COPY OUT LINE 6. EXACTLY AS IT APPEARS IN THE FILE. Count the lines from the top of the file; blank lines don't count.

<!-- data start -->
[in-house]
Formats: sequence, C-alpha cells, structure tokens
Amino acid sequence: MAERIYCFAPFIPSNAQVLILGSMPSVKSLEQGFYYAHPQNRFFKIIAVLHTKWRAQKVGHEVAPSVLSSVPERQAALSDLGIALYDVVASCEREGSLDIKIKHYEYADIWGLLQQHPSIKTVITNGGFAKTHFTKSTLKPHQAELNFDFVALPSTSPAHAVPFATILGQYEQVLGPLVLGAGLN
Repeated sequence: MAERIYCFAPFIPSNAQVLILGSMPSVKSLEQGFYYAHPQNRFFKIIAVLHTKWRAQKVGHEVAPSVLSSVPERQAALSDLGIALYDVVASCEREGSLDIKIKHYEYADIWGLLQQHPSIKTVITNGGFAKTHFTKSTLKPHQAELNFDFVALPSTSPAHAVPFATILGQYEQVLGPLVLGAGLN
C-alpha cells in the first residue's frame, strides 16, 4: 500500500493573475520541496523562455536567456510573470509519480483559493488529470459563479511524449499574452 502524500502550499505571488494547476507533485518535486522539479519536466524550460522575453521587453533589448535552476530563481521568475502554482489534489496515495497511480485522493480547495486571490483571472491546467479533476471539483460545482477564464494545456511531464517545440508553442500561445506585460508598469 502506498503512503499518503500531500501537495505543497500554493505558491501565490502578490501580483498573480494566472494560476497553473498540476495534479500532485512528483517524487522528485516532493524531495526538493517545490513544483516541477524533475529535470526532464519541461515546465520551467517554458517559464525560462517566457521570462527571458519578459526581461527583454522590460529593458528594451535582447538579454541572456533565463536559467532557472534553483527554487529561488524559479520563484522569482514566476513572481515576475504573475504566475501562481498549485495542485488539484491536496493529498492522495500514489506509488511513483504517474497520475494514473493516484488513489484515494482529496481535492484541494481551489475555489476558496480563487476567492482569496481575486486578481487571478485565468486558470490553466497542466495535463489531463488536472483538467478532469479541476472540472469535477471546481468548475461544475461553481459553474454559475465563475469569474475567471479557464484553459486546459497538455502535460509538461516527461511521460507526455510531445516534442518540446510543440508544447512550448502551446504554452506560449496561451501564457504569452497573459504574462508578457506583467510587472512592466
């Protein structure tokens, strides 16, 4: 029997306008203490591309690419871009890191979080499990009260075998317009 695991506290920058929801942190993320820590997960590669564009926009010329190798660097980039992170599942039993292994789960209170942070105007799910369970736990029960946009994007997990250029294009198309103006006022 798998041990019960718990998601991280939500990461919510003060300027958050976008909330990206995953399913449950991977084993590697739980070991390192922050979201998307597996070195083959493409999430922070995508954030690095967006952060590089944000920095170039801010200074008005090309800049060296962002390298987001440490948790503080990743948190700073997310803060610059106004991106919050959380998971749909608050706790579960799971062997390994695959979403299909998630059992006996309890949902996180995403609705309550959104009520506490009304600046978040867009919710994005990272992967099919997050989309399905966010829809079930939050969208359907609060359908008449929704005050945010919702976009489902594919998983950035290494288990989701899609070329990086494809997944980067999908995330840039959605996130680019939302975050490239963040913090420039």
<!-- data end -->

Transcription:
């Protein structure tokens, strides 16, 4: 029997306008203490591309690419871009890191979080499990009260075998317009 695991506290920058929801942190993320820590997960590669564009926009010329190798660097980039992170599942039993292994789960209170942070105007799910369970736990029960946009994007997990250029294009198309103006006022 798998041990019960718990998601991280939500990461919510003060300027958050976008909330990206995953399913449950991977084993590697739980070991390192922050979201998307597996070195083959493409999430922070995508954030690095967006952060590089944000920095170039801010200074008005090309800049060296962002390298987001440490948790503080990743948190700073997310803060610059106004991106919050959380998971749909608050706790579960799971062997390994695959979403299909998630059992006996309890949902996180995403609705309550959104009520506490009304600046978040867009919710994005990272992967099919997050989309399905966010829809079930939050969208359907609060359908008449929704005050945010919702976009489902594919998983950035290494288990989701899609070329990086494809997944980067999908995330840039959605996130680019939302975050490239963040913090420039």